The Duhem-Quine thesis and experimental economics. A reinterpretation
AbstractThe Duhem-Quine thesis asserts that any empirical evaluation of a theory is in fact a composite test of several interconnected hypotheses. Recalcitrant evidence signals falsity within the conjunction of hypotheses, but logic alone cannot pinpoint the individual element(s) inside the theoretical cluster responsible for a false prediction. This paper considers the relevance of the Duhem-Quine thesis for experimental economics. A starting point is to detail how laboratory evaluations of economic hypotheses constitute composite tests. Another aim is to scrutinize the strategy of conducting a series of experiments in order to hem in the source(s) of disconfirmative evidence. A Bayesian approach is employed to argue that reproducing experiments is not necessarily useful in terms of identifying correct causes of recalcitrant data.
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Bibliographic InfoPaper provided by Research Department of Statistics Norway in its series Discussion Papers with number 329.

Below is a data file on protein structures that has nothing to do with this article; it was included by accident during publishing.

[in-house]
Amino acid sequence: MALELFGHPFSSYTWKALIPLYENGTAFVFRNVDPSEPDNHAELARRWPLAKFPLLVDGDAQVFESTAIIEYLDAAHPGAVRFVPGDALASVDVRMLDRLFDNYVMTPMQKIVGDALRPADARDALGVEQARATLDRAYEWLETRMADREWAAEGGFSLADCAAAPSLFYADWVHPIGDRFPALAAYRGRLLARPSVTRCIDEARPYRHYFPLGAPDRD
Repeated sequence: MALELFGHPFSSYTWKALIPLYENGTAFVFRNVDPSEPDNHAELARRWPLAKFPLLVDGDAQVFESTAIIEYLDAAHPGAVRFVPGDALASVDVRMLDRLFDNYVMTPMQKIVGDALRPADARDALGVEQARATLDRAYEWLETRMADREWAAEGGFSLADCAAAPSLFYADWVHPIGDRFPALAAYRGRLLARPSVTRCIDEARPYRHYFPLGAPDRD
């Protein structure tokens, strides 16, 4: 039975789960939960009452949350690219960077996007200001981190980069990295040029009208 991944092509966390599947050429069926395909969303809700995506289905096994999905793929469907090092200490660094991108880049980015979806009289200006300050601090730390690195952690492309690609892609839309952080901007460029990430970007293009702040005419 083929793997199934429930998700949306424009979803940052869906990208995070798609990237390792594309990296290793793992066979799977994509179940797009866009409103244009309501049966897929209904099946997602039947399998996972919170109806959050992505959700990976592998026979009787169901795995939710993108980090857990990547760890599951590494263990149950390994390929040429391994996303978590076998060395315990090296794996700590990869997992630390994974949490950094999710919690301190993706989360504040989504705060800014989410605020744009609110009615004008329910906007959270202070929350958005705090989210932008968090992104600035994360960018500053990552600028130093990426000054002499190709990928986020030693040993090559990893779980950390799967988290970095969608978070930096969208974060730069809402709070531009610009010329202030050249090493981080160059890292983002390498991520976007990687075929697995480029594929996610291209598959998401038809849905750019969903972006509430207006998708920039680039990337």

Date of creation: Aug 2002
Date of revision:
Experimental economics; methodology; Duhem-Quine thesis.;
Find related papers by JEL classification:
- B41 - Schools of Economic Thought and Methodology - - Economic Methodology - - - Economic Methodology
- C90 - Mathematical and Quantitative Methods - - Design of Experiments - - - General
This paper has been announced in the following NEP Reports:
- NEP-ALL-2003-06-04 (All new papers)
- NEP-EXP-2003-06-04 (Experimental Economics)
- NEP-HPE-2003-06-04 (History & Philosophy of Economics)
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